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Notoriously known as 'only plural' nouns (scissors, pants, shorts, glasses)

Question:

Can I say (take these one glasses (spectacles), scissors, pants, shorts)?

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    One of those items is usually referred to as a pair of X.
    – fixer1234
    May 7 '17 at 20:56
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    Please don't answer questions using comments.
    – James K
    May 7 '17 at 21:04
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    @JamesK, The comment doesn't directly address the question of whether "one" can be used, and doesn't cite an authoritative source, so I don't think it qualifies as an answer.
    – fixer1234
    May 7 '17 at 21:18
  • It's still an answer, even if it's not a complete one. Comments are for requesting clarification and suggesting improvements, not for writing half answers.
    – James K
    May 7 '17 at 21:44
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One of those items is usually referred to as a pair of X. – fixer1234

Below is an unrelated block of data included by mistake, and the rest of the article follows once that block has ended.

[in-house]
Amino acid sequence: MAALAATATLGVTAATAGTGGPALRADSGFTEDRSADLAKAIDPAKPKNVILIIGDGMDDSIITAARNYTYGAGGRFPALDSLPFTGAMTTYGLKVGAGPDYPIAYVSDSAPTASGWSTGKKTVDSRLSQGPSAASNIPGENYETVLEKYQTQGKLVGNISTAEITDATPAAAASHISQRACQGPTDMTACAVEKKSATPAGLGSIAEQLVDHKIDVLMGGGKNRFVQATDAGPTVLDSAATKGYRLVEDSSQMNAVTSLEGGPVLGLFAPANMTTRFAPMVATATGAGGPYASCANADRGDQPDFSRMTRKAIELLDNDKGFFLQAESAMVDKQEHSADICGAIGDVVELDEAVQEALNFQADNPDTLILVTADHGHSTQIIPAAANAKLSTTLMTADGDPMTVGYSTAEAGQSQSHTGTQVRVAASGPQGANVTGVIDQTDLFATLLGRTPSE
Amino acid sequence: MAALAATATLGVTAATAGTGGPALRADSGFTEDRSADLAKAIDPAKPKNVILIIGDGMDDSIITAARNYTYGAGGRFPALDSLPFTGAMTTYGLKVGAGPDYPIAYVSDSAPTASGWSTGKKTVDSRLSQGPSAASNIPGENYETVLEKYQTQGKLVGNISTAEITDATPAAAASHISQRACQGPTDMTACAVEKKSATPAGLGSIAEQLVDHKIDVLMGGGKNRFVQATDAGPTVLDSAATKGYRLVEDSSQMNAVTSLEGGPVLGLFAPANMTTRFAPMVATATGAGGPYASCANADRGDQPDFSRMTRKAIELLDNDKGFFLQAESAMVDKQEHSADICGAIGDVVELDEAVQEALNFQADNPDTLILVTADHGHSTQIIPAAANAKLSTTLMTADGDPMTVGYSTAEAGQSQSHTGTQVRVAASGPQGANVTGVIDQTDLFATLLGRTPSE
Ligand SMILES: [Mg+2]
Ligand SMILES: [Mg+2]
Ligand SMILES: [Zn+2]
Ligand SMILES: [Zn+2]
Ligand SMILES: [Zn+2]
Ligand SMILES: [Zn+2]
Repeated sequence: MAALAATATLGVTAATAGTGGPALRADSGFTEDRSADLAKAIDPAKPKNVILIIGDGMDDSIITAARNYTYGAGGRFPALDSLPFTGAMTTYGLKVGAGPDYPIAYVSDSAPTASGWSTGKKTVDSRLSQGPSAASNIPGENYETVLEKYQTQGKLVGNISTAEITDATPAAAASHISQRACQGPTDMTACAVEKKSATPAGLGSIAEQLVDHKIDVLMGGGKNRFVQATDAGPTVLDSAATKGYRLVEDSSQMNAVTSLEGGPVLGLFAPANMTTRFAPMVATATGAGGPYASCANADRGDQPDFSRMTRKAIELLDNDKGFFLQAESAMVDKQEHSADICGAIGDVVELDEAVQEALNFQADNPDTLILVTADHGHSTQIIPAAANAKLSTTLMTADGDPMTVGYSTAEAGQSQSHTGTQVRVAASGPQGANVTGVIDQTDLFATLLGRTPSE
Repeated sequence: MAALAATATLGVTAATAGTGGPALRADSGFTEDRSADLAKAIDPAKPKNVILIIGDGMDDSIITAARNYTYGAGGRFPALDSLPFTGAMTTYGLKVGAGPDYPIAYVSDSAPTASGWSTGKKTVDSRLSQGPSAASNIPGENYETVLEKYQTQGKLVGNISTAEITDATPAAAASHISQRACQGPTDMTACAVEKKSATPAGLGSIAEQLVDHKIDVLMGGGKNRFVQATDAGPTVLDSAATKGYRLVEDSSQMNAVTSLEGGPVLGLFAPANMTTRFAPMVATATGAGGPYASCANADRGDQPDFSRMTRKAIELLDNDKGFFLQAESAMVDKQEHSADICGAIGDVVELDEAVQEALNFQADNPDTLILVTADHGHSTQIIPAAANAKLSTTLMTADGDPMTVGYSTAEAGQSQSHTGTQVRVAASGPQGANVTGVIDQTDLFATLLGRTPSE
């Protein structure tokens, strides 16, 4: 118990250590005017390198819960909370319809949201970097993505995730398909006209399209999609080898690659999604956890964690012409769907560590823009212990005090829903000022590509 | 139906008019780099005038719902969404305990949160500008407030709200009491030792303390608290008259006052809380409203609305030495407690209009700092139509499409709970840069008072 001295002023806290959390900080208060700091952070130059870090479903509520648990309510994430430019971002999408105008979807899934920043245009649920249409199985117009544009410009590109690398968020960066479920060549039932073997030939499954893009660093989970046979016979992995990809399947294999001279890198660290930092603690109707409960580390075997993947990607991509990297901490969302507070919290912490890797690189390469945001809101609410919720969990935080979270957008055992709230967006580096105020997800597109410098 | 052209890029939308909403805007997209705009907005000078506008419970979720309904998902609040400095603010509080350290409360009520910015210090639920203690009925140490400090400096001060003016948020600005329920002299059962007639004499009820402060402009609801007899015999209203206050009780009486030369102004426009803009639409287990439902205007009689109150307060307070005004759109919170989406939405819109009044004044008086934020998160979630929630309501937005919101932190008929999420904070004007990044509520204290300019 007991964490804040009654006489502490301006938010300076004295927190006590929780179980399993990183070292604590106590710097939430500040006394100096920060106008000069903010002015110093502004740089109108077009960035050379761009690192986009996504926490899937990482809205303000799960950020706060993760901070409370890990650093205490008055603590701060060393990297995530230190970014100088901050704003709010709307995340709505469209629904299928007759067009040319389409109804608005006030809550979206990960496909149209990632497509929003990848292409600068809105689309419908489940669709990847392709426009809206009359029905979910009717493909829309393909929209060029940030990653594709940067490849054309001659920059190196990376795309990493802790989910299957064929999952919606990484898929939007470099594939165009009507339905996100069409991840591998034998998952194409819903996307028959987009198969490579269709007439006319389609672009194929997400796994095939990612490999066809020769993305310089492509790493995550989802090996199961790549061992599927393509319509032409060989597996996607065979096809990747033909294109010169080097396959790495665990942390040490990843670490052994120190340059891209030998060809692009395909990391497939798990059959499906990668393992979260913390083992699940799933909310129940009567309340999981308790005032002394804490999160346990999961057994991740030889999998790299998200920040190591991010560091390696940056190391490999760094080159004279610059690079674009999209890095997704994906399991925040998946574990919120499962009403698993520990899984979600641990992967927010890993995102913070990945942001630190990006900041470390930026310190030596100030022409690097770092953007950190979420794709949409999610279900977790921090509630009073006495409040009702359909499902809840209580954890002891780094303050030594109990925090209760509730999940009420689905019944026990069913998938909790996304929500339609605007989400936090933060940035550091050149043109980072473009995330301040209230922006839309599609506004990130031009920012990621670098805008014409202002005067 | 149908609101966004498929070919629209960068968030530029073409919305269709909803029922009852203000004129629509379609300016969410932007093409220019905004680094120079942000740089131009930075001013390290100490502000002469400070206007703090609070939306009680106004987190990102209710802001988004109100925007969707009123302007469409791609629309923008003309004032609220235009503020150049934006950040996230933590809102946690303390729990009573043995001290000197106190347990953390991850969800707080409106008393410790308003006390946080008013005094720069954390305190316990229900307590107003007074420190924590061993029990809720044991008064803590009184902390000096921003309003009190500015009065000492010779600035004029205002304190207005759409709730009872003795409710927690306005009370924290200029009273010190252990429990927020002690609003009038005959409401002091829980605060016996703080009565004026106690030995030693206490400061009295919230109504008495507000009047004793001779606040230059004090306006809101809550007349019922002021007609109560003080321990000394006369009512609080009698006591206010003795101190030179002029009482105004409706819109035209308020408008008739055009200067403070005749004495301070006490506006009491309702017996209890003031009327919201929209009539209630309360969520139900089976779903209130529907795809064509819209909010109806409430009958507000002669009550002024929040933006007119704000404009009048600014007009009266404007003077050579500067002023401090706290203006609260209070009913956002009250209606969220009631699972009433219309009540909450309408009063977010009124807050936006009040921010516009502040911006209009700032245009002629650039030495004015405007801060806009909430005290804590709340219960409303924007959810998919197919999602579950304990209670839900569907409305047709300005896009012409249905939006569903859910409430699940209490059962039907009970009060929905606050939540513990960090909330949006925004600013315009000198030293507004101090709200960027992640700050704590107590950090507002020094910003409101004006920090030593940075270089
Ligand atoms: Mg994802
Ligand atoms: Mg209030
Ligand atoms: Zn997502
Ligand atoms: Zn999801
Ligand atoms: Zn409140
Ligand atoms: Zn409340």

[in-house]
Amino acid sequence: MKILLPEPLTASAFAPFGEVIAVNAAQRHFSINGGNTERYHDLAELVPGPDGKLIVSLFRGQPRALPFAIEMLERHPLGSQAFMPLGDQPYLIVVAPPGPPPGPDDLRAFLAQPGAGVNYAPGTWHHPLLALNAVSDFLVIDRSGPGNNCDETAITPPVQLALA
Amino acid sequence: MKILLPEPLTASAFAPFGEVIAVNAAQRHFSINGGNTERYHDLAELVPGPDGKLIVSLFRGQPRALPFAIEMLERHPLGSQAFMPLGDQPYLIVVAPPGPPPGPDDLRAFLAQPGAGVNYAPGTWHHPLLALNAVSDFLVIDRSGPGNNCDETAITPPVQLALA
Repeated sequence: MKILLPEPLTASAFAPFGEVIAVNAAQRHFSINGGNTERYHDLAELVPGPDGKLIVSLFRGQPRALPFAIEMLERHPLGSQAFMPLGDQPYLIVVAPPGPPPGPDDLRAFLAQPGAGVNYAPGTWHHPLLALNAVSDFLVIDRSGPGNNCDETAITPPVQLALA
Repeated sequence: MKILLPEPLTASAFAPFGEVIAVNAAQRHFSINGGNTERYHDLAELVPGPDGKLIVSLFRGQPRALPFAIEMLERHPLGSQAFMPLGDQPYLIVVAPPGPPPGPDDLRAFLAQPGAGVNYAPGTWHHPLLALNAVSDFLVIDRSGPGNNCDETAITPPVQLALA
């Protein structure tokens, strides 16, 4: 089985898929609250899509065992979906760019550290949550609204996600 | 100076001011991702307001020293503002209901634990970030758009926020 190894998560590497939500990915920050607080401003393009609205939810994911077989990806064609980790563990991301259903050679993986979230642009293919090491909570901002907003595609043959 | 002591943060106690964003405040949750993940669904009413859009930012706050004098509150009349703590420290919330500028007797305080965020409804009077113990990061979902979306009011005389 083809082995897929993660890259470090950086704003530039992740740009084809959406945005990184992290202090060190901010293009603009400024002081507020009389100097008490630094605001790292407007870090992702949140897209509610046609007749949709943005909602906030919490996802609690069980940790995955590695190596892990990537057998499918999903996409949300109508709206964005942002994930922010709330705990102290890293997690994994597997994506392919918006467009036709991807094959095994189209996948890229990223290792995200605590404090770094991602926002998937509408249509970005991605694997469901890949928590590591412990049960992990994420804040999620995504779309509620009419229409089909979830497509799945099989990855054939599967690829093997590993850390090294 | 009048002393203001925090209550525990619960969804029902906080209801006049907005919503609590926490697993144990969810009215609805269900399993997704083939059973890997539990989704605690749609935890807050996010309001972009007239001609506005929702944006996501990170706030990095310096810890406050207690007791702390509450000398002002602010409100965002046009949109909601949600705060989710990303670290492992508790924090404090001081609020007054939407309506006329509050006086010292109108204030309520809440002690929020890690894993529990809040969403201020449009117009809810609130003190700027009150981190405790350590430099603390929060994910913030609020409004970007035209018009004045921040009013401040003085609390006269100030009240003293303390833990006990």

These "only plural" nouns are an oddity, and you should not say "one scissors" instead you should use the expression "one pair of scissors". This also applies to short, pants, and glasses.

There are other plural only nouns that are treated like non-count nouns. For example "leftovers". You don't say "one leftover" or "one leftovers", nor can you say "a pair of leftovers". But you can say "A plate of leftovers" or something similar.

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The way this is handled is to refer to them as a pair. So

Take this one pair of glasses.

Take this one pair of shorts.

It is definitely not correct to say "Take this one glasses."

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